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  • From: "Bullard, Claude L (Len)" <clbullar@ingr.com>
  • To: Rick JELLIFFE <ricko@geotempo.com>
  • Date: Fri, 27 Oct 2000 09:48:21 -0500

Ok.  Sure and you are right.  OTOH, that 
seems to link back to the discussion 
Martin and Steve and I are having:  are 
business "rules" just nodes in a separate 
grove?  I guess it can be done, but I 
doubt OOPMen will give up APIs anytime soon.

Len Bullard
Intergraph Public Safety

Ekam sat.h, Vipraah bahudhaa vadanti.
Daamyata. Datta. Dayadhvam.h

From: Rick JELLIFFE [mailto:ricko@geotempo.com]

"Bullard, Claude L (Len)" wrote:
> Business rules as an artificial category.  Why artificial?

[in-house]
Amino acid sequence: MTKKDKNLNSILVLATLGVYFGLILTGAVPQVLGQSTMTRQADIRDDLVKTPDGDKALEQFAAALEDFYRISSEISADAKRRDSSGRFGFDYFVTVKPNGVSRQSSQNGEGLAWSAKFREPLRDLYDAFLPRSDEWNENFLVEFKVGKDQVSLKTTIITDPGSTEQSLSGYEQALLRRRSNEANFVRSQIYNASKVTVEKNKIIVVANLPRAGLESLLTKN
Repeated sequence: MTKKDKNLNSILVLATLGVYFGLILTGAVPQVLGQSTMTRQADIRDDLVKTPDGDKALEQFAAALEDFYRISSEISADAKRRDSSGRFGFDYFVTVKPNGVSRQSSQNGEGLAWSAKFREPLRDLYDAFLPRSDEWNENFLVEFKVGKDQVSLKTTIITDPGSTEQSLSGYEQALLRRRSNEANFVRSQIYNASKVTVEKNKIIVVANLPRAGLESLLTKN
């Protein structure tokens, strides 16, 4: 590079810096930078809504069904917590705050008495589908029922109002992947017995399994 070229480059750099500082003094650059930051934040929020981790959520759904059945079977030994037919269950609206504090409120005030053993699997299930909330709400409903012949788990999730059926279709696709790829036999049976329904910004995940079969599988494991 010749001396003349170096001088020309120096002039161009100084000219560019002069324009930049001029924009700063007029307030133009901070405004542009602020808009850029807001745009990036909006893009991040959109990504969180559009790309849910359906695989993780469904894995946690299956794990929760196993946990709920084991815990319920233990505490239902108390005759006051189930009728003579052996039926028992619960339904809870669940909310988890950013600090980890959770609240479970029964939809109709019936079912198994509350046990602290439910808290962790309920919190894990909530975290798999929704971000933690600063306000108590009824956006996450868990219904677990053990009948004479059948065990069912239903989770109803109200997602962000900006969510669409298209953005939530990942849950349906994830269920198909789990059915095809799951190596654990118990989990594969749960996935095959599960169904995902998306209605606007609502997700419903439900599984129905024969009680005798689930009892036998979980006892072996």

Because it sometimes seems that people say "business rules" when they
mean "every constraint that cannot be represented by my schema
language".  So a business rule is a constraint (or function) that the
database designer can leave to the applications programmers while (s)he
concentrates on DDL or whatever.

So "business rules", used like that, are an artifact of the limits of
schema languages which either cannot express dynamic constraints between
data or which are only useful for defining data rather than usages of
data in various circumstances.

But, of course, I am aware that "busines rules" are also used in another
way, to mean functions rather than constraints per se.


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